"Josh told me that they have been (video) gaming," Buffalo general manager Brandon Beane said Tuesday. "Maybe they are playing a game that's not football, but they are bantering back and forth and getting to know each other."
It can't be ruled out that they could be playing as teammates on Madden.
"Our goal was, 'How do we score points?' " Beane said. "That caught up with us at the end of the season in Houston."
Buffalo averaged just 19.6 points -- tied for 23rd with the Raiders -- yet managed to grind out 10 wins before losing to the Texans on Wild Card Weekend. That is known as borrowed-time offense. Part of the struggle, according to Beane, was not having a deep-ball/catch-and-run big-play receiving threat to complement Cole Beasley and John Brown. Enter Diggs.
Beane said Buffalo tried to pry Diggs from the Vikings at last season's trade deadline, but Minnesota wasn't down.
With draft pick No. 22, Beane didn't think any of the top-shelf wide receivers would be available. He didn't want to forsake his first-rounder or a stash of other picks to get up high enough to select a receiver who might not be able to make enough of an immediate impact like Diggs could. So the Bills dealt No. 22 (along with three other draft picks) to the Vikings for a player who had 63 catches for 1,130 yards and six touchdowns last season. Beane said Diggs should be worth the haul Buffalo parted with.
"Too many of our drives were having to be nine, 10, 11 plays," Beane said. "You want to control the ball, but you also want an easy score once in a while."
The inability for Allen and Diggs to even play catch has slowed the development of improvement needed in the passing game. Beane said that his quarterback and wide receiver learning to trust one another as people -- not football players -- can be just as beneficial. That's what is happening now.
One thing the Bills have working in their favor is minimal turnover on the coaching staff and in the front office. Such continuity in the organizational hierarchy should help, with so much uncertainty at every turn, Beane said.
"If this COVID-19 happened a year ago, I doubt we would win 10 games," Beane said. "Eric Washington (defensive line) is the only new coaching addition. All three coordinators, (head coach) Sean (McDermott), myself, that will help us. These are uncertain times for us all. Some teams have a whole new staff, whole new regime. I think they are more behind the eight ball than we are behind (at) this point."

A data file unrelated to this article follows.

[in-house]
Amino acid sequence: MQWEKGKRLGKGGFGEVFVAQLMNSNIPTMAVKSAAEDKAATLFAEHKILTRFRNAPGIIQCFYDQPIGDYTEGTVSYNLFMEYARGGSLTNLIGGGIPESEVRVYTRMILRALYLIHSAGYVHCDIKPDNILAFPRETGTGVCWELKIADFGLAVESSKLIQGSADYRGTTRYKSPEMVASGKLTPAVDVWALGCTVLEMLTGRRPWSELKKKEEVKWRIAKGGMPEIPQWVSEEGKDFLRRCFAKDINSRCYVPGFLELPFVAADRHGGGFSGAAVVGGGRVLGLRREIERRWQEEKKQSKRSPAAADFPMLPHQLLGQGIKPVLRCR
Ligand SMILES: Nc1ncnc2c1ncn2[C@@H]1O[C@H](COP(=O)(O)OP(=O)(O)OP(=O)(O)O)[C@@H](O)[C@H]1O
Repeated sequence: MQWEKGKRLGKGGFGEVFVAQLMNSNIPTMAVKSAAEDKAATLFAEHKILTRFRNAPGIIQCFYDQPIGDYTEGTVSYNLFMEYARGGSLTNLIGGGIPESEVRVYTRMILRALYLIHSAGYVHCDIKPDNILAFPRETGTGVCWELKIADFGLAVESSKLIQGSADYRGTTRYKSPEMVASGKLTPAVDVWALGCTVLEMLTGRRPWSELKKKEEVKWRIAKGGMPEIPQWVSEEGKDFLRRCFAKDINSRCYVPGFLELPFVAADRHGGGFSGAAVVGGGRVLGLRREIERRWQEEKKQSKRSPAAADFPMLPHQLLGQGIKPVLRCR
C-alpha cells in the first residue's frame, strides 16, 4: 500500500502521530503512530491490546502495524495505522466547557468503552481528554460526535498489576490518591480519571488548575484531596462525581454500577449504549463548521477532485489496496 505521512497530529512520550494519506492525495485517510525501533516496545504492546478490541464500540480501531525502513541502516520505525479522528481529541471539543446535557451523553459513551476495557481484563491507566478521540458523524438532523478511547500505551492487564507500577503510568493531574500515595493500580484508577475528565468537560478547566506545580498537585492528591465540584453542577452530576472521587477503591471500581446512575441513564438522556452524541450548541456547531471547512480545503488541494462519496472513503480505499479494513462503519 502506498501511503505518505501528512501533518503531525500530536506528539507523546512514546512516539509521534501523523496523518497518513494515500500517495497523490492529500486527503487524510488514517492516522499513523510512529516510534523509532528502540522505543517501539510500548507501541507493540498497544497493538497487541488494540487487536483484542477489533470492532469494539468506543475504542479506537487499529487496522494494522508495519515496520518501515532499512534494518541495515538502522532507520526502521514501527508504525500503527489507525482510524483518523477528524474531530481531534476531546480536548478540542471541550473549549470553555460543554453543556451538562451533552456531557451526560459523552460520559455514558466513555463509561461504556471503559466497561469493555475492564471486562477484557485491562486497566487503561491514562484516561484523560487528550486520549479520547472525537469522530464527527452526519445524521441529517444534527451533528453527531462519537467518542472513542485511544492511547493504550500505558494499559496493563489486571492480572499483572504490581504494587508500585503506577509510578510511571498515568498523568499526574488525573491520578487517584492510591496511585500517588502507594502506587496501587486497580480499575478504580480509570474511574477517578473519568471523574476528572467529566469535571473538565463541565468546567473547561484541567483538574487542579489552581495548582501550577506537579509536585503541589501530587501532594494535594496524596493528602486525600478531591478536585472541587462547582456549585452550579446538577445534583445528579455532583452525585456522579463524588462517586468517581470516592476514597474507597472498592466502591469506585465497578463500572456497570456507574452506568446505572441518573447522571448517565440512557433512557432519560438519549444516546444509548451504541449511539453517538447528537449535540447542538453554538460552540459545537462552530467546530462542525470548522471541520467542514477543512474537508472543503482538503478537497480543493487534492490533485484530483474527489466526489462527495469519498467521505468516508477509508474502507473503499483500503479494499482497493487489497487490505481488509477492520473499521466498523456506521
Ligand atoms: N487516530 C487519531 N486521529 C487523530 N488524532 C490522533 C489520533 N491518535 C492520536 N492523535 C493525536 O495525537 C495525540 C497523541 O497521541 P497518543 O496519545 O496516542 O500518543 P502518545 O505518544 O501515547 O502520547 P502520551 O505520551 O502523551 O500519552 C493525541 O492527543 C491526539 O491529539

With Brady out of New England, the Bills' opportunity to finally surpass the Patriots in the division seems ripe. That's not the thinking in Orchard Park. The playoff berth, the growth of Allen and other players, the additions of Diggs and defensive end Mario Addison and a strong draft mean nothing right now.
"Internally, we are starting over," Beane said. "We had a 10-win season last year, which is great, but the message from Sean to our players is it's a new season -- a really new season with the COVID-19. More (of the talk) comes from Tom Brady leaving. For people to bet against Bill Belichick is what I'd call not-smart gambling. He's going to find a way. I'm sure he knows what he is doing.
"Until one of us three knocks them off, they're the team to beat."
All teams right now are staging virtual meetings and conditioning sessions. Beane said Bills players have been attending, attentive and eager. It's hard to know exactly how players are handling things, but the GM said that McDermott and the coaches aren't just talking football with players. There have been real-life discussions, guest speakers and follow-up calls just to make sure guys are doing OK and/or if their wives and kids are good. That leadership is hitting home, literally, which gives Beane optimism that whenever guys get back together, they'll be united and ready to roll.
"Sean's message has been to find a way," Beane said.